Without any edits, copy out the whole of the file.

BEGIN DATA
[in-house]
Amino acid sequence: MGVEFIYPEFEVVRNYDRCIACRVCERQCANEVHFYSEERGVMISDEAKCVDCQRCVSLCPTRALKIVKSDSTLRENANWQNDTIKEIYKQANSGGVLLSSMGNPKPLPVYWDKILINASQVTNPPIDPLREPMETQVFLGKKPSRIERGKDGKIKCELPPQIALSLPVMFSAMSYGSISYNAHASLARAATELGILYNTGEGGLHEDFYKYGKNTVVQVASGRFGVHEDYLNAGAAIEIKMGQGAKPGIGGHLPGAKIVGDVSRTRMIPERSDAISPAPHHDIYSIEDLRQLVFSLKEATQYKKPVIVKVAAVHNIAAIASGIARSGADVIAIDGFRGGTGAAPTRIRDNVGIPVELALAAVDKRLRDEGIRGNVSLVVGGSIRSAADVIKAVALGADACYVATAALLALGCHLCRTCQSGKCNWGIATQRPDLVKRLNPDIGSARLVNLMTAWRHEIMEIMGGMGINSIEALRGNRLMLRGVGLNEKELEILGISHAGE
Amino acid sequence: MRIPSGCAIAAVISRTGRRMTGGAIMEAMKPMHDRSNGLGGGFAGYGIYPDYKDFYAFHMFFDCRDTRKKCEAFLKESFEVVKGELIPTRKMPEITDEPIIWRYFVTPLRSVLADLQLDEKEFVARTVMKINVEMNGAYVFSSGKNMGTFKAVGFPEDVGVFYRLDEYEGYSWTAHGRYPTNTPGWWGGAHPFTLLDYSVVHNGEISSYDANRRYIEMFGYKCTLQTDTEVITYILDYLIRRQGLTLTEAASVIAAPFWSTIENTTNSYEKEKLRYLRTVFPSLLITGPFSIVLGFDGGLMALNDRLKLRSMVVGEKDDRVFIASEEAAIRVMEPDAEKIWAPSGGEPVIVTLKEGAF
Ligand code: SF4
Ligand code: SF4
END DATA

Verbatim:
[in-house]
Amino acid sequence: MGVEFIYPEFEVVRNYDRCIACRVCERQCANEVHFYSEERGVMISDEAKCVDCQRCVSLCPTRALKIVKSDSTLRENANWQNDTIKEIYKQANSGGVLLSSMGNPKPLPVYWDKILINASQVTNPPIDPLREPMETQVFLGKKPSRIERGKDGKIKCELPPQIALSLPVMFSAMSYGSISYNAHASLARAATELGILYNTGEGGLHEDFYKYGKNTVVQVASGRFGVHEDYLNAGAAIEIKMGQGAKPGIGGHLPGAKIVGDVSRTRMIPERSDAISPAPHHDIYSIEDLRQLVFSLKEATQYKKPVIVKVAAVHNIAAIASGIARSGADVIAIDGFRGGTGAAPTRIRDNVGIPVELALAAVDKRLRDEGIRGNVSLVVGGSIRSAADVIKAVALGADACYVATAALLALGCHLCRTCQSGKCNWGIATQRPDLVKRLNPDIGSARLVNLMTAWRHEIMEIMGGMGINSIEALRGNRLMLRGVGLNEKELEILGISHAGE
Amino acid sequence: MRIPSGCAIAAVISRTGRRMTGGAIMEAMKPMHDRSNGLGGGFAGYGIYPDYKDFYAFHMFFDCRDTRKKCEAFLKESFEVVKGELIPTRKMPEITDEPIIWRYFVTPLRSVLADLQLDEKEFVARTVMKINVEMNGAYVFSSGKNMGTFKAVGFPEDVGVFYRLDEYEGYSWTAHGRYPTNTPGWWGGAHPFTLLDYSVVHNGEISSYDANRRYIEMFGYKCTLQTDTEVITYILDYLIRRQGLTLTEAASVIAAPFWSTIENTTNSYEKEKLRYLRTVFPSLLITGPFSIVLGFDGGLMALNDRLKLRSMVVGEKDDRVFIASEEAAIRVMEPDAEKIWAPSGGEPVIVTLKEGAF
Ligand code: SF4
Ligand code: SF4